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The Courage to Lead

Businessman helps Afghans solve Afghanistan’s problems

Ted Achilles, F62, used to recruit young Afghans to study in American high schools. But after four years, he quit.

“The program essentially ended up feeding Canada,” where many of the young people fled rather than return to Afghanistan, he says. “Students weren’t coming back home.”

Achilles had started recruiting bright teenagers for State Department–funded scholarships after launching a freight-forwarding company in Afghanistan in 2003. Crisscrossing the country, he interviewed hundreds of young Afghans and helped select 40 each year to study in the United States through the Youth Exchange and Study (YES) program. He enjoyed meeting youth from Afghanistan’s many tribal and regional groups and trying to include as many girls as boys.

When he saw how few chose to return, Achilles set out to establish better educational and job opportunities within Afghanistan, led by local people.

“Solutions to Afghanistan’s often seemingly intractable problems will come from educated Afghans, especially Afghan women, and cannot be imposed from the outside,” he says. “But we can help train and support those new leaders.”

Big-Picture Thinking

Such big-picture thinking and a generous spirit have led Achilles to support many efforts to educate the next generation of leaders. At The Fletcher School, he oversaw the endowment of the Atlantic Community Scholarship in honor of his father, Theodore Carter Achilles, a U.S. diplomat who helped draft the North Atlantic Treaty, which established NATO in 1949. The scholarship provides much-needed financial assistance for Fletcher students who address the problems and prospects of the transatlantic region of North America and Europe.

Because of his supportive relationship with many educated young Afghans, in Kabul Achilles is better known as “Baba Ted” (Grandfather Ted). In 2008, he co-founded the nonprofit School of Leadership Afghanistan (SOLA) with Shabana Basij-Rasikh, an alumna of the YES program. The English-language boarding school for girls started with four students in Achilles’s residence; it is now home to 32 and has expanded into a neighboring building. The students, who range in age from 12 to 18 and are all on scholarships, come from 19 provinces across the country and represent Afghanistan’s many ethnic backgrounds.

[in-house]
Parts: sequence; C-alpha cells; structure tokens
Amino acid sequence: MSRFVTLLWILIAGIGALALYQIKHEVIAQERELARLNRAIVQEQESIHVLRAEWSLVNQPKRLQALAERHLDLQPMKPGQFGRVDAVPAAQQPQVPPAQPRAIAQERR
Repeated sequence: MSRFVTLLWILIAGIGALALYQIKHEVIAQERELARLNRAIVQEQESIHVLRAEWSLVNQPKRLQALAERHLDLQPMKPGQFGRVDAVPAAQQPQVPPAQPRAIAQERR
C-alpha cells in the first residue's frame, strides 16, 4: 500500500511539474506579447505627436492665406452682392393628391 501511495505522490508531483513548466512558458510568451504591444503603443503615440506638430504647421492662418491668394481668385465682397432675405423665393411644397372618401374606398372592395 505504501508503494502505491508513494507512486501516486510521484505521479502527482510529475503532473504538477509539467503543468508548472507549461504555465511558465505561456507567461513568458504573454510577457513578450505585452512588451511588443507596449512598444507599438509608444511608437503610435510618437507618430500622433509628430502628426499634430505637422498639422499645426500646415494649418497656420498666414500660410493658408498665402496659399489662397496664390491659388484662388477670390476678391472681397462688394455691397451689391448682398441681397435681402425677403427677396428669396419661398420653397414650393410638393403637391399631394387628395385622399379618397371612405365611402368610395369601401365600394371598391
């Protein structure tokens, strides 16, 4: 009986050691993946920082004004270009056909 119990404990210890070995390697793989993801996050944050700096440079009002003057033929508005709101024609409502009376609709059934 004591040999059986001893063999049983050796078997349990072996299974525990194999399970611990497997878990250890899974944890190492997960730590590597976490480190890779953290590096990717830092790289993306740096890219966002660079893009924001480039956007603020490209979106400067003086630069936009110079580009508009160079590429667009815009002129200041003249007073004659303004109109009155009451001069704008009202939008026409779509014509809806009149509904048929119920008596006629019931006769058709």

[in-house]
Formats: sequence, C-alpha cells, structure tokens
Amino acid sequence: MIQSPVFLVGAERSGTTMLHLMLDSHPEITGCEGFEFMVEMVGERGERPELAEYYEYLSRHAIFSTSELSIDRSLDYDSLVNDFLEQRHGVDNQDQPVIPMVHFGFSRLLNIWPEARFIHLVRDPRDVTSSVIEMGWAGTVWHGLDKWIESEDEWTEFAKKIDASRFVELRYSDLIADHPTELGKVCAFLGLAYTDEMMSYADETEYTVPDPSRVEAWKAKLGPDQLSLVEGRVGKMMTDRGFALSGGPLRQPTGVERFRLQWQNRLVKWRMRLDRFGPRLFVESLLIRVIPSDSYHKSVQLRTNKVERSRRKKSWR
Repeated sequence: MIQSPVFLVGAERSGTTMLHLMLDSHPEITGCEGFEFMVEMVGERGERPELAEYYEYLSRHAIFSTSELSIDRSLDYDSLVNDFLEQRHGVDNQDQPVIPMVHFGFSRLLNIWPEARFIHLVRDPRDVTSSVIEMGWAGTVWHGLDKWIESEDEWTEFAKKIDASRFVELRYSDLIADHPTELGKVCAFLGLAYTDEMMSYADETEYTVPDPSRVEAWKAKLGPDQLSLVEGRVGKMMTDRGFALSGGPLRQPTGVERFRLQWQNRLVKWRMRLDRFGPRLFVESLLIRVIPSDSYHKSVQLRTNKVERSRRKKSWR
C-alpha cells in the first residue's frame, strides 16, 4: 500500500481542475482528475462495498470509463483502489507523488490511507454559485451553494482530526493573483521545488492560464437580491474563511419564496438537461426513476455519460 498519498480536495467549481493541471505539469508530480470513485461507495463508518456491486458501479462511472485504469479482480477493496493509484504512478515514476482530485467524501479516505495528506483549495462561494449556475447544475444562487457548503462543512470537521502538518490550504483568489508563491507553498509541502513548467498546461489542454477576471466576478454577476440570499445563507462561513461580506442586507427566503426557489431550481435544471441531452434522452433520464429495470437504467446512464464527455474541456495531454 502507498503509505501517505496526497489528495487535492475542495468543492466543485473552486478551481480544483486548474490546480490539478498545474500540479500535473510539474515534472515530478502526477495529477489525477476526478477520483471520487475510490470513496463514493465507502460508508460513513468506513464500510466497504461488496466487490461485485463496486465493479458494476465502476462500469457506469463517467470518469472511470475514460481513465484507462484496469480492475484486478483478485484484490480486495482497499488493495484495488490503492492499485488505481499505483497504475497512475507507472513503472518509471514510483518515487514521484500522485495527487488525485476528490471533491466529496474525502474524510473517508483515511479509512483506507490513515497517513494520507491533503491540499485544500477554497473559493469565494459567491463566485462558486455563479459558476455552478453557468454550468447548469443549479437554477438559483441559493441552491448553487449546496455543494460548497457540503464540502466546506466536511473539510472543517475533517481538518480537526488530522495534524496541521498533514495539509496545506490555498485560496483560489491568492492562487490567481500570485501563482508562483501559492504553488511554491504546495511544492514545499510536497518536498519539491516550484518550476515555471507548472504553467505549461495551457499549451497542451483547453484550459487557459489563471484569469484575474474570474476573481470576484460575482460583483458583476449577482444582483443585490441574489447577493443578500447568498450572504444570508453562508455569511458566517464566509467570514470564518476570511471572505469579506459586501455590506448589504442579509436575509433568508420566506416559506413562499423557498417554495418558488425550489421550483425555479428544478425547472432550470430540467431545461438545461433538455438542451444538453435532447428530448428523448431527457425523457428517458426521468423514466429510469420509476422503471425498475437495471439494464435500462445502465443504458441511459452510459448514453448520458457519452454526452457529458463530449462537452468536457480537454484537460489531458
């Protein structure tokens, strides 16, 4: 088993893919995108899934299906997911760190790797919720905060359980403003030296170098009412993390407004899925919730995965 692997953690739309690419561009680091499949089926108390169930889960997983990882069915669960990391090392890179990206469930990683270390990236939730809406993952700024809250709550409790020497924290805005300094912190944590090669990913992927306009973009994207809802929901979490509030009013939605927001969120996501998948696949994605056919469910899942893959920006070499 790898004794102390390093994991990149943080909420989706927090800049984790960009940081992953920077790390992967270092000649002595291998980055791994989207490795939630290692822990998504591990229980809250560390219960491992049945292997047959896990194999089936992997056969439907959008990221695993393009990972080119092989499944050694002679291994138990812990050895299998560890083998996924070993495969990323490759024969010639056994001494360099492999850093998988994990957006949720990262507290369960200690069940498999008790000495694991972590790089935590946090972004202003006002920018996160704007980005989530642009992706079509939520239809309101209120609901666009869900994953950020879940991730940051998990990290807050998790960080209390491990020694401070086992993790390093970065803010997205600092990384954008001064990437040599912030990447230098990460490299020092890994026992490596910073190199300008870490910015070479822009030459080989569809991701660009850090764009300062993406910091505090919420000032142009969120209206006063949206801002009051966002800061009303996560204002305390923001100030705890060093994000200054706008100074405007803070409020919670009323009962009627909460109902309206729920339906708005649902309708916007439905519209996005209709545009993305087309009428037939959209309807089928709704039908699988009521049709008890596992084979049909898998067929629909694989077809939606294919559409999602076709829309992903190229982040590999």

More than 30 SOLA students are currently studying on scholarships valued in excess of $7 million at schools and colleges across the United States and in other countries. Basij-Rasikh, who is just 24, is now chairwoman and CEO of SOLA, and aims to make it the first fully accredited international boarding school in Afghanistan within the next five years, with more than 300 students attending. The school’s efforts to serve more girls have been bolstered by Cornelia Schneider, F06.

Sowing Every Root

Since 2009, Achilles has served on the board of the Abdul Madjid Zabuli Foundation’s Kabul office. He is now directing plans for an agricultural-environmental college to create educational opportunities for rural Afghans.

Before what he calls his “Afghan retirement,” Achilles worked as an international banker at Citi Bank, then as an entrepreneur. He came to Afghanistan in 2003 to help a friend and top executive at Paxton International establish an office in Kabul. Paxton, a global freight-forwarding company, organizes secure door-to-door transportation of cargoes such as U.S. government disaster and development aid around the world.

Achilles hired young, English-speaking Afghan professionals who could grow with the company over the long term, instead of bringing in foreign professionals for one- or two-year stretches. Paxton invested heavily in training those local employees. By 2009, a young Afghan with an undergraduate law degree had taken over full day-to-day management. Today, the Kabul office employs more than 50 people and is entirely managed by Afghans earning what would be considered solid incomes by international standards, Achilles says.

Achilles sees Paxton’s experience as an example of the success of a bottom-up approach to development, which focuses on the establishment and growth of small and medium-sized businesses that can help build a new class of “wealth-creating” Afghans, including women. Education plus a rising private economy is the only sure antidote to the insurgency, according to Achilles.

“Change, real change is in the hands of Afghanistan’s youth,” he says. “They are the best educated Afghans ever, and the status quo just doesn't have a prayer of withstanding them.”

Charles Fisher-Post is a student in the MALD program class of 2016. He has been an e-tutor for SOLA since 2011, and became the school’s distance tutoring volunteer coordinator in 2013.